Sample 5-The Rotunda
Mass Media, Mass Differences and Restrictions to Media use in Youth has Changed
By Michelle Moodhe
The first chapter in the text book, “Mass Communication” is titled “Living in a Media World”. This statement alone, explains what life has become for the everyday American. These days we see media everywhere, the internet has become one of the major players in mass communication. It wasn’t long ago when each household had only one computer and it was mainly used by the parents or adults. During the late 1990s and early 2000s, America Online began finding its way into our homes, providing access to the internet in a more recreational way. According to a study by the Kaiser Family Foundation, titled “Generation M,” the youth’s media behavior can be looked at in three different ways. Being from the generation of kids who grew up the same time the internet grew up I have noticed many differences in the restrictions that kids have today when it comes to media.
The first thing looked at in the Kaiser Family Foundation study was the number and different types of media that is available to 8-18 year olds. When I was growing up, in the early 90s, there was one computer in the living room; there everyone in the house had access to. The computer was only used for typing up school assignments or playing an educated computer game and that wasn’t until I got older. At the age of about twelve some of my friends got the internet installed at their house. Once a week we were allowed to go online for about an hour and a half to play some game based off of our favorite cartoon, with parental supervision. Comparing the strict rules my generation grew up with to the generation of some of our younger siblings is drastically different.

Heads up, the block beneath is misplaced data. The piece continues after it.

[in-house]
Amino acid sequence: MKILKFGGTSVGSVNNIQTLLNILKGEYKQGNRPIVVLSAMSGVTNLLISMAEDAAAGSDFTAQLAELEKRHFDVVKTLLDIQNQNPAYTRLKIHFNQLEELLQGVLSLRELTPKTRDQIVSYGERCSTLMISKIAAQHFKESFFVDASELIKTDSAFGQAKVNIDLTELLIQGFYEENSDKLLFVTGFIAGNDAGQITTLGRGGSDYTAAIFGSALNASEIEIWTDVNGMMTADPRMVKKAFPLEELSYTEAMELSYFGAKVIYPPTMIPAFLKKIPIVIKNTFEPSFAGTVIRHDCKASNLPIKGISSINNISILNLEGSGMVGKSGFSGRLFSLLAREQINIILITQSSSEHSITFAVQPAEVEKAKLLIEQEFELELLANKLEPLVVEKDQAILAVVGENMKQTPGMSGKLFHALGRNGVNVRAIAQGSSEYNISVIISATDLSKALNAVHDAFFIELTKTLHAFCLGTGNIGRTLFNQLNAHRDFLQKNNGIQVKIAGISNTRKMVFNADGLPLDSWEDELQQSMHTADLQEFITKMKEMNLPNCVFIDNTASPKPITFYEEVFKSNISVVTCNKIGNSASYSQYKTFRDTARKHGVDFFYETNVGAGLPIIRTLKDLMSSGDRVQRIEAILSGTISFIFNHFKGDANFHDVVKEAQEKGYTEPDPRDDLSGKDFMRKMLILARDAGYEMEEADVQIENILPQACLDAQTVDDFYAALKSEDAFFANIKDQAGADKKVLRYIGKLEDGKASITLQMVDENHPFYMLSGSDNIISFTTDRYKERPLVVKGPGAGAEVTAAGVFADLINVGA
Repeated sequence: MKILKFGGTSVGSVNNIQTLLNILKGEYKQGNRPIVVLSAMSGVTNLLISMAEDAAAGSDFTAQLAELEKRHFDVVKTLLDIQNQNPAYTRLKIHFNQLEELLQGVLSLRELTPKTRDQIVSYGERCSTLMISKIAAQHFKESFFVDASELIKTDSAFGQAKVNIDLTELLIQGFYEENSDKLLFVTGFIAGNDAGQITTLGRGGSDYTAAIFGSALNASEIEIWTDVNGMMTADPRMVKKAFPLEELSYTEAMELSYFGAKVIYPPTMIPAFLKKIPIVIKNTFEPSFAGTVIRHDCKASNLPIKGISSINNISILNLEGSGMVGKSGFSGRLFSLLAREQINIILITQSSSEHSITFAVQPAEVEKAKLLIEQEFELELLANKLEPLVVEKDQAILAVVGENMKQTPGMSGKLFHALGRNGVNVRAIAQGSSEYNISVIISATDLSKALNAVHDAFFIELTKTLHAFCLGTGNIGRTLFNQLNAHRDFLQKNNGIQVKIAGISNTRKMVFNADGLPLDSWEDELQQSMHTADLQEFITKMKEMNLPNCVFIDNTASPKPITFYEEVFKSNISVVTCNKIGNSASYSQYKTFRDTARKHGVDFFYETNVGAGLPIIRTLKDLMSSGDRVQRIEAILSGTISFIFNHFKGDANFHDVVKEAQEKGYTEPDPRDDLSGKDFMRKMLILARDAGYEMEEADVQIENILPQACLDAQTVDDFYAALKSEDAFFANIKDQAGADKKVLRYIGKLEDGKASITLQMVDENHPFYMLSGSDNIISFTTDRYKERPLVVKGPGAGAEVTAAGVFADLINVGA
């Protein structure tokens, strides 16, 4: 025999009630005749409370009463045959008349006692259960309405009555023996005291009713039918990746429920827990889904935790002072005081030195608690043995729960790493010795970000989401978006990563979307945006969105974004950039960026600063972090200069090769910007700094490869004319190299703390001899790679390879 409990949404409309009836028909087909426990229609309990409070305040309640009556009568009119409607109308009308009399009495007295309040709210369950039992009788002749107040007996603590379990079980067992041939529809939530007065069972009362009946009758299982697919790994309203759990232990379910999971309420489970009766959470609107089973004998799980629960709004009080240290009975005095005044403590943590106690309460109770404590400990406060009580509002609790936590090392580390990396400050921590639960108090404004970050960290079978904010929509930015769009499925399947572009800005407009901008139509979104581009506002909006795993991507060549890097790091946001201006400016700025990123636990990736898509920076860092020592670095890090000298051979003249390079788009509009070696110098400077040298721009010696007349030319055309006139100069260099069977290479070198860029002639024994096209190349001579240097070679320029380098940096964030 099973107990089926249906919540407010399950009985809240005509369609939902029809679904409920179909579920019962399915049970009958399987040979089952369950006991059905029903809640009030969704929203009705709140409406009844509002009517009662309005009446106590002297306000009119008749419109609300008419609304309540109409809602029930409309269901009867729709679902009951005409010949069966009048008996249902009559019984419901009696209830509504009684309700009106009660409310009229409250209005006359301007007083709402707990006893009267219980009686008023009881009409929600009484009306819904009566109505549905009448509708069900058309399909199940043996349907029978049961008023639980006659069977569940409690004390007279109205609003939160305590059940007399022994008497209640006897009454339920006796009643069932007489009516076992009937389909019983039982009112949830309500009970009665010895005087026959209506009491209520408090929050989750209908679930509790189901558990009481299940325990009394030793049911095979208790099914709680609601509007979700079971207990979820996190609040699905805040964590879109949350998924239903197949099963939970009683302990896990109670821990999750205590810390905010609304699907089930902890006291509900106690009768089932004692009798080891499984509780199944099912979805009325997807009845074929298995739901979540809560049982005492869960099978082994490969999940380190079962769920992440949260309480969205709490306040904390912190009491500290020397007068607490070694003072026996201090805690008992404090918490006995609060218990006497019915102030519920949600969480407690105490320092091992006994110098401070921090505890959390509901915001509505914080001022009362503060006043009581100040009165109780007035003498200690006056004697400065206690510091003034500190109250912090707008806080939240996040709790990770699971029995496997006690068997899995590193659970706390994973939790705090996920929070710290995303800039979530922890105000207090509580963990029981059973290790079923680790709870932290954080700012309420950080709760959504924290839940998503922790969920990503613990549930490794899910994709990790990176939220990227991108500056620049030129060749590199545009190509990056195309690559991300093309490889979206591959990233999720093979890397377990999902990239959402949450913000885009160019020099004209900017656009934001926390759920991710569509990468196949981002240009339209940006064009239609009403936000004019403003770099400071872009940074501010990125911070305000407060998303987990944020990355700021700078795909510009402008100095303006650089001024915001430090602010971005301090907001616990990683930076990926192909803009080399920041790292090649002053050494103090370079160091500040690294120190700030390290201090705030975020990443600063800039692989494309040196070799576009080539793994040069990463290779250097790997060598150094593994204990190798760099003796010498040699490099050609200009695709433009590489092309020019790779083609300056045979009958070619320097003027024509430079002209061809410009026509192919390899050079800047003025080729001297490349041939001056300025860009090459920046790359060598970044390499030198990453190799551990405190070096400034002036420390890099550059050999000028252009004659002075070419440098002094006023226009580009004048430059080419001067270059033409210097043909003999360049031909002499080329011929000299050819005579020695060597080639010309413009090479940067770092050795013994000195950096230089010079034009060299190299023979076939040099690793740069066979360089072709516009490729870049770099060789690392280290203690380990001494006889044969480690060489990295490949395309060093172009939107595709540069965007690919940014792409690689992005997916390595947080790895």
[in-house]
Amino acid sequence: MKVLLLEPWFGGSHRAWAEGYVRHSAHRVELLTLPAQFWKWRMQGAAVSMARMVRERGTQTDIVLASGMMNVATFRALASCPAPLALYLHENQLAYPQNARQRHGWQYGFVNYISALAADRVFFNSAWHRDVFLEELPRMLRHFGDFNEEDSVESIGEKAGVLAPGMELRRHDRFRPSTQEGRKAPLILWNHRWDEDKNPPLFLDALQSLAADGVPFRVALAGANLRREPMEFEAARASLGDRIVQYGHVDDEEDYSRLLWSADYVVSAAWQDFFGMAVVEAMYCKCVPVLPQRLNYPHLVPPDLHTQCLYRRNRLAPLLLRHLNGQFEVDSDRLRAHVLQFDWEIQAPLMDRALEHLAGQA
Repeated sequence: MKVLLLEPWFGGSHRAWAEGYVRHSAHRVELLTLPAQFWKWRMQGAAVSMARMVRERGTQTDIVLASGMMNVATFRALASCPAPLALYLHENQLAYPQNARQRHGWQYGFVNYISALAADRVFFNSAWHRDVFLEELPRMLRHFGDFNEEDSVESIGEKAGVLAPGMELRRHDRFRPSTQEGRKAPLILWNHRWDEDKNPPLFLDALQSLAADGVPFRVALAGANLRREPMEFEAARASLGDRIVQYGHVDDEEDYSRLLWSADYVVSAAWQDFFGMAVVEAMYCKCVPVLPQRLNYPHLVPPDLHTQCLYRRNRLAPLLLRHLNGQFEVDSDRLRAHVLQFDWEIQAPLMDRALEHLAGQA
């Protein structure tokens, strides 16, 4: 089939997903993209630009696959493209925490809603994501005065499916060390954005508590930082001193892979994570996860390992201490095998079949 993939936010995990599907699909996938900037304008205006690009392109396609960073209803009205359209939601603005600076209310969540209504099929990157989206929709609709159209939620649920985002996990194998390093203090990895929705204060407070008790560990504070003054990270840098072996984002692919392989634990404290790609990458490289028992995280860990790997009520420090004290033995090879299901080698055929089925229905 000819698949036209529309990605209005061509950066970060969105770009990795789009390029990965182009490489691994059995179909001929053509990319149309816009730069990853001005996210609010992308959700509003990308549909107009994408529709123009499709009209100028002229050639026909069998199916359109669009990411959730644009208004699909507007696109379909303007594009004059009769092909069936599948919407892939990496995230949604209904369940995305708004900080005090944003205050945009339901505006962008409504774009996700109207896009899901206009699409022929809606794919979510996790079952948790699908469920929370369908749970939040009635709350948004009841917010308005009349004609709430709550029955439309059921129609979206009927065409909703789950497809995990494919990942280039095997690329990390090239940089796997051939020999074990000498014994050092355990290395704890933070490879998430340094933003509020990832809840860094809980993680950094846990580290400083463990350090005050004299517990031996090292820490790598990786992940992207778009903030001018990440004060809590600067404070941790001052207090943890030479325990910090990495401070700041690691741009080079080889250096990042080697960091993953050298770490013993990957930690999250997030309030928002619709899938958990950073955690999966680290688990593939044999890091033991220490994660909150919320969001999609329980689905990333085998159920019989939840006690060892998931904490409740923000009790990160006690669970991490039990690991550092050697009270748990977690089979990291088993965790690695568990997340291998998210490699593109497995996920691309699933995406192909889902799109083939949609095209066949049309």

The second aspect studied was youth’s personal media. This includes radios, handheld video games, and laptops. The amount of personal access kids have these days opens the door for online predators and unsafe and inappropriate sites for them visit. “I think the amount of access allowed should be based on individual kids. Kids who are more mature can have more freedom; those who aren’t might be more prone to get involved with predators,” said Sophomore Kristina Bryant about her younger brother. The fact that kids now, are more internet savvy than their parents is a scary thought. Parents are more likely to allow kids to go online and search what they want without any supervision because they believe their children know more than they do.
The third part to the study, according to the Kaiser Family Foundation was “household media orientation, based on several variables that we believe characterize the degree to which media play a central role in each youngster’s home”. This discussed, how, many households today are “media rich”, meaning they have numerous amounts of media, like three televisions in one home. “My parents always wanted to be in the room with the computer or near it. My brother has one in his room, I kind of had parental control over my use but my brother didn’t,” said Sophomore Ryan Lily. The one computer or one television per house concept has become a thing of the past.